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Key states in U.S. presidential race on Super Tuesday
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13:33, February 05, 2008

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· U.S. Presidential Election 2008
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U.S. presidential candidates will count on some key states on Feb. 5, the Super Tuesday when a total of 24 U.S. states and American Samoa hold their presidential primaries or caucuses.

The following are some states that are expected to play a decisive role in the full-scale race due to their population and the number of delegates to nomination conventions they will award to candidates:


-- California is the most populated state in the United States, with a population of over 37.7 million. It is also the state that has the largest minority population, with 6.1 percent black and 35.5 percent Latino. The state is home to the country's largest economy, the 8th largest in the world.

Median household income in the state stays above national average, but about 13 percent lived below the poverty line. The median age is 35.5, younger than the national average.

Economic and housing issues concern voters most since the state was badly hit by subprime mortgage crisis.

The state will send 441 delegates to the Democratic National Convention and 173 to Republican convention, making it a priority to both parties' candidates.

A recent poll by Reuters/Zogby showed Democratic candidate Barack Obama led his rival, Hillary Rodham Clinton, in the state by 46 percent to 40 percent. On Republican side, Mitt Romney led John McCain 40 percent to 37 percent, even though the latter was endorsed by California governor Arnold Schwarzenegger.


-- Georgia is the 9th populous state with a population of almost 10 million, growing by 44.5 percent since 1990. Historically, about half of Georgia's population was African Americans, and they remain nowadays the most populous race in many rural counties. Traditionally as a Democratic state, it, however, has voted Republican in the past two presidential elections.

According to a recent local poll, Obama led Clinton by 48 percent to 30 percent on the Democratic side, and McCain was ranked the No.1 among Republican candidates at 31 percent, followed by Romney at 29 percent.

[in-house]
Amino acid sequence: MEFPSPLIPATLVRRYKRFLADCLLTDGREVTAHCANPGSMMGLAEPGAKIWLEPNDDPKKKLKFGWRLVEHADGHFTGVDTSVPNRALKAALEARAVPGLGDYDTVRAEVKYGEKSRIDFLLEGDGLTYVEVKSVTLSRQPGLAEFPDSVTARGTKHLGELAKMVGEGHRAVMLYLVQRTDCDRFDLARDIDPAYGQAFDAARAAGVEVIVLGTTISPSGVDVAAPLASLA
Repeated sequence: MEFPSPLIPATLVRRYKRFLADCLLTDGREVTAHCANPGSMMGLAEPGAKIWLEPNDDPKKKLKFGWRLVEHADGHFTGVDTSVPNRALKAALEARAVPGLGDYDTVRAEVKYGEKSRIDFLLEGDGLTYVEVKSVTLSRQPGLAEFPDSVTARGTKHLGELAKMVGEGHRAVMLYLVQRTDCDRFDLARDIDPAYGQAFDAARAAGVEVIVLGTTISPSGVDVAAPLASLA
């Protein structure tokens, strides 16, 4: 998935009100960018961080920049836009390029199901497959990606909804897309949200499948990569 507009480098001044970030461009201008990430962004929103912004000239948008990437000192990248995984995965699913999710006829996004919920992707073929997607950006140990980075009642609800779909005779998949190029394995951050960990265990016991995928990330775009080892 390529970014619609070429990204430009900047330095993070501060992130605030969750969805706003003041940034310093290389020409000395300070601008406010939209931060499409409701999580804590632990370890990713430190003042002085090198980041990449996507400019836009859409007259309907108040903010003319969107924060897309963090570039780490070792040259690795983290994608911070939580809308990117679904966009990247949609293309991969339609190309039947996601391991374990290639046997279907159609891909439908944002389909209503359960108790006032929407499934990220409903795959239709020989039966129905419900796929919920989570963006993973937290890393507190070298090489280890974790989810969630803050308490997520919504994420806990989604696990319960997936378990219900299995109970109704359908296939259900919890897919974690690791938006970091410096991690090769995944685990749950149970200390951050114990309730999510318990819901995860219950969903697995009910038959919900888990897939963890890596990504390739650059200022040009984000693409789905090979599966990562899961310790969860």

Whoever wins the Republican primary can take away all 72 delegates, while for the 103 Democratic delegates, the two Democratic candidates have to be allocated proportionally according to their supporting rates.


-- Illinois is the most populous Midwestern state and 5th most populous in the nation. It is also unique for its demographical diversity. According to U.S. Census Bureau, about 12.1 percent of the population were 65 or older as of 2005 and female made up about 51 percent of the total.

Illinois Senator Obama has showed overwhelming lead over Clinton by an average of 32 percentage points, and McCain also beat Romney by 14 percentage points, according to a poll.

However, there is no easy way to take all of 185 Democratic delegates and 70 Republican delegates due to its rule on allocation of delegates proportionally.


-- Massachusetts has an estimated population of 6.5 million as of 2006, with almost 88 percent whites. On Super Tuesday, independent voters are also allowed to cast their ballots, which is considered as a boost to the campaign of Obama and McCain.

Although Obama was endorsed by three senior politicians in the state, including former Democratic presidential candidate and Senator John Kerry and Senator Edward Kennedy, he was still left behind by Clinton by about 25 percentage points in the local poll. The two will divide a total of 121 delegates to the Democratic nomination convention.

On the Republican side, recent polls show former Massachusetts governor Romney's lead over McCain. To Republicans, Massachusetts' primary is less important because it yields only 43 delegates.

New Jersey

-- New Jersey is the 11th most populous state with a population of almost 9 million, but the most densely populated in the nation. Over 19 percent of the total were foreign-born. It is also the 2ndwealthiest state with its per capita second only to California in 2006.

Home to many pharmaceutical companies, the state has witnessed healthcare becoming one of the controversial issues.

Compared to 127 delegates yielded from Democratic primary, Republican race only leads to 52 delegates and the winner can take them all.

Obama and Clinton were caught in a tie at 43 percent and McCainled Romney 52 percent to 26 percent, according to the Reuters/Zogby poll.

New York

-- New York is ranked as the third most populous state with 19 million residents, and over 42 percent of them live in New York City. Official statistics showed that 12.9 percent of the total population were 65 or older and 51.8 percent were female.

The state's median household income is slightly higher than thenational average but the percentage of people living under poverty line to the total is also above the national level.

As a two-term Senator representing the state, Clinton retains atwo-digit lead over Obama in most polls. McCain was also considered more competitive after former New York Mayor Rudy Giuliani endorsed him as the presidential nominee.

The state will reward Democratic candidates a total of 281 delegates and Republican winner all of the 101 delegates.

Source: Xinhua

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